Key Differences between Cloudera Machine Learning and Cloudera Data Science Workbench
For existing Cloudera Data Science Workbench users, this topic will help highlight some key differences between Cloudera Data Science Workbench and it's cloud-native counterpart, Cloudera Machine Learning.
How is Cloudera Machine Learning related to Cloudera Data Science Workbench (CML)?
CML expands the end-to-end workflow of Cloudera Data Science Workbench (CDSW) with cloud-native benefits like rapid provisioning, elastic autoscaling, distributed dependency isolation, and distributed GPU training.
It can run its own native distributed computing workloads without requiring a separate CDH cluster for scale-out compute. It is designed to run on CDP in existing Kubernetes environments, such as managed cloud Kubernetes services (EKS, AKS, GKE) or Red Hat OpenShift, reducing operational costs for some customers while delivering multi-cloud portability.
Both products help data engineers and data science teams be more productive on shared data and compute, with strong security and governance. They share extensive code.
CDSW extends an existing CDH cluster, by running on gateway nodes and pushing distributed compute workloads to the cluster. CDSW requires and supports a single CDH cluster for its distributed compute, including Apache Spark.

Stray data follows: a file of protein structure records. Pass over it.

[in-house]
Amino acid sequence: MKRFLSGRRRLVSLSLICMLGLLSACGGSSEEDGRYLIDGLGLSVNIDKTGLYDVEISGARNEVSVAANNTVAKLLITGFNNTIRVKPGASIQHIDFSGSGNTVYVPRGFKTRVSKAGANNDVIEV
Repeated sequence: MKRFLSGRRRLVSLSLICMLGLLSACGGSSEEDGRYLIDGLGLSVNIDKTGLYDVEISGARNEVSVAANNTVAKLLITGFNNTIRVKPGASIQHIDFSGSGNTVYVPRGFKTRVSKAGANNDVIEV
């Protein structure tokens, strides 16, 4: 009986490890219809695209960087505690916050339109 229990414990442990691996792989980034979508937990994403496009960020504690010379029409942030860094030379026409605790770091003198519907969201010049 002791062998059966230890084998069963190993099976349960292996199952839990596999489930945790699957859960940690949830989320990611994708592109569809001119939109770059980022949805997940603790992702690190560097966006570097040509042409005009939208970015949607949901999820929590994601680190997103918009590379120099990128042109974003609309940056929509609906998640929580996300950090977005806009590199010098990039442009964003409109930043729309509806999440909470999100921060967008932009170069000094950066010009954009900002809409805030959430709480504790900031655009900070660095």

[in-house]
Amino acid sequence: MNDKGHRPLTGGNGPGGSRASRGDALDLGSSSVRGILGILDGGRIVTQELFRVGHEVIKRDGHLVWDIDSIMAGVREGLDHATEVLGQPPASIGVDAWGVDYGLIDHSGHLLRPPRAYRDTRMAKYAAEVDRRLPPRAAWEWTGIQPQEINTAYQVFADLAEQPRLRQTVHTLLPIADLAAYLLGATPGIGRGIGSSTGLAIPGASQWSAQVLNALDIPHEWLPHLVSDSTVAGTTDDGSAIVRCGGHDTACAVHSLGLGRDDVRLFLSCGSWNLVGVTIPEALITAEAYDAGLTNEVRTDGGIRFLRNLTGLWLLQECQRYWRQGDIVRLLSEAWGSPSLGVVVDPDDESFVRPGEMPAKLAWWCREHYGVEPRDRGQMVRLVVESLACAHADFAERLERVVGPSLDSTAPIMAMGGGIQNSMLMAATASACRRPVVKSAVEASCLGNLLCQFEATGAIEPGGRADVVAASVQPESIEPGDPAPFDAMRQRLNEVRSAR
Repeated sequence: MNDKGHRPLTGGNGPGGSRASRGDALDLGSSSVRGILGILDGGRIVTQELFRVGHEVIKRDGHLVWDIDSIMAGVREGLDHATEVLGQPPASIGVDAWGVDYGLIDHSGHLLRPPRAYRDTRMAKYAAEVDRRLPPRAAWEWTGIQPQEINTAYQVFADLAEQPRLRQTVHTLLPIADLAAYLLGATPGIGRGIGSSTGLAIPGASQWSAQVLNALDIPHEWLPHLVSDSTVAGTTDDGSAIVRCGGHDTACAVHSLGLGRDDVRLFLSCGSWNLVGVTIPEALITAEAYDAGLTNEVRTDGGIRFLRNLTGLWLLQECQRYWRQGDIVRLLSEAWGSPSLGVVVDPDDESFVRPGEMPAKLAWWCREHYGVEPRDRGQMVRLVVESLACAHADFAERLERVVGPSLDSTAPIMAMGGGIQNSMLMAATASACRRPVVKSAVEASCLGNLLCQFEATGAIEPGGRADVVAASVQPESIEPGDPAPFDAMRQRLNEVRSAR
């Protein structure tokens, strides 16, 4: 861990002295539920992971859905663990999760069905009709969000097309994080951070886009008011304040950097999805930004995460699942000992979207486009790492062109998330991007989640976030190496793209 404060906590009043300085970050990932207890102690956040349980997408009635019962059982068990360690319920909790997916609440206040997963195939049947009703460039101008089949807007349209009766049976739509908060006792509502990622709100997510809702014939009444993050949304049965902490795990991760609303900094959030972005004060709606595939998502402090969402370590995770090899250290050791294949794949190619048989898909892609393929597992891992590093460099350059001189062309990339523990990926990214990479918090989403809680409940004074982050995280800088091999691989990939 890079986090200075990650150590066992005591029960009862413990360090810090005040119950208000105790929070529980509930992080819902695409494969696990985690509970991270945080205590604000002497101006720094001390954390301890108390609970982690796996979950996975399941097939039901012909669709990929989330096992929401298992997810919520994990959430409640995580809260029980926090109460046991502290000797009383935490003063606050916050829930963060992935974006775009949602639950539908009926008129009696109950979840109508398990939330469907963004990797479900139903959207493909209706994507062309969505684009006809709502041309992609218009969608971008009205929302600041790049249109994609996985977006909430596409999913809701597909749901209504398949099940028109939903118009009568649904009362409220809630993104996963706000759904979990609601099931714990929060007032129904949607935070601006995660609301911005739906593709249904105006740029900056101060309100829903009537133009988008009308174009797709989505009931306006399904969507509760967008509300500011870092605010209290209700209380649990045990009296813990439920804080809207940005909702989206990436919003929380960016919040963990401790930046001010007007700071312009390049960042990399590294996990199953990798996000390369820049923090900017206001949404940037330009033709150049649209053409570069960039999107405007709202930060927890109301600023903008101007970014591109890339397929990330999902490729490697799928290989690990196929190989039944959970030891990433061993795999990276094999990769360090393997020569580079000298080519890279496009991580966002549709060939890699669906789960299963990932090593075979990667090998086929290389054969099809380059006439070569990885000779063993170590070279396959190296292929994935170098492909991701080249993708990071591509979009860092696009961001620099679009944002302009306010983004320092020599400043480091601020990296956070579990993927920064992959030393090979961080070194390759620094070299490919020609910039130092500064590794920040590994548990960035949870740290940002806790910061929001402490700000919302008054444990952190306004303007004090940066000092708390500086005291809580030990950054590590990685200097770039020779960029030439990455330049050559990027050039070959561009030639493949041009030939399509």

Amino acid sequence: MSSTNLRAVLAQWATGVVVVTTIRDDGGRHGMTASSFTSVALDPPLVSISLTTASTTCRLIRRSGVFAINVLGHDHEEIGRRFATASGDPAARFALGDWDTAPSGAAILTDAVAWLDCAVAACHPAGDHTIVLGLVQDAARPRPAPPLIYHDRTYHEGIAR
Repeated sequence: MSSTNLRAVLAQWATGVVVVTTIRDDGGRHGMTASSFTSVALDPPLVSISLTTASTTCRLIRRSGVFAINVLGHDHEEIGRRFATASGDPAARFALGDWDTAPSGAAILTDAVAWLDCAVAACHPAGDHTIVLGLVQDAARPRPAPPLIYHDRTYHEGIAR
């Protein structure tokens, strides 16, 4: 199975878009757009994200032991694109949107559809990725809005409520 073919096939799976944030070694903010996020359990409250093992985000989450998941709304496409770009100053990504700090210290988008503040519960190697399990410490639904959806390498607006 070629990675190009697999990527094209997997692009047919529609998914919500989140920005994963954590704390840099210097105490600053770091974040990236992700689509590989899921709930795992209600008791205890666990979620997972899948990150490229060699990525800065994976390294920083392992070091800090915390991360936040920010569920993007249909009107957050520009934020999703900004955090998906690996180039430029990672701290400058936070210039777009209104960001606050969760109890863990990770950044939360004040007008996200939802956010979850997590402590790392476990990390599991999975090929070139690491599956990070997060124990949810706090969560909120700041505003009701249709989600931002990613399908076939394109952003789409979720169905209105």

In contrast, CML is self-contained and manages its own distributed compute, natively running workloads - including but not limited to Apache Spark - in containers on Kubernetes.
Note: It can still connect to an existing cluster to leverage its distributed compute, data, or metadata (SDX).
CDSW requires a CDH or HDP cluster and runs on one or more dedicated gateway nodes on the cluster.
CML is self-contained and does not require an attached CDH/HDP cluster.
|Notion of 1 master and multiple worker hosts.||No designated master and worker hosts; all nodes are ephemeral.|
|Security||Kerberos authentication integrated via the CDH/HDP cluster||Centralised identity management using FreeIPA via the Cloudera Data Platform (CDP).|
|External authentication via LDAP/SAML.|
|App Storage||Project files, internal postgresDB, and Livelog, are all stored persistently on the Master host.||All required persistent storage is on cloud-managed block store, NFS, and a relational data store. For example, for AWS, this is managed via EFS.|
|Compute||Python/R/Scala workloads execute on the CDSW gateway nodes of the cluster.||Python/R/Scala workloads run on the CDP/cloud-provider-managed K8s cluster.|
CDSW pushes distributed compute workloads, such as Spark-on-YARN, to the CDH/HDP cluster.
|Spark-on-YARN is not supported; Spark-on-K8s instead. Workloads will run on a dedicated K8s cluster provisioned within the customer environment.|
|No autoscaling.||Autoscaling via your cloud service provider. Kubernetes/node-level autoscaling will be used to expand/contract the cluster size based on demand.|
|Packaging||Available as a downloadable RPM and CSD.||Available as a managed service on CDP.|
|Spark is packaged with CDH.||Spark on K8s is packaged with CML - no dependency on an external cluster.|
|Data Access||Data usually resides on the attached CDH/HDP cluster in HDFS, Hive, HBase, and so on.||Data can reside on object storage such as S3 or any pre-existing workload clusters registered with CDP.|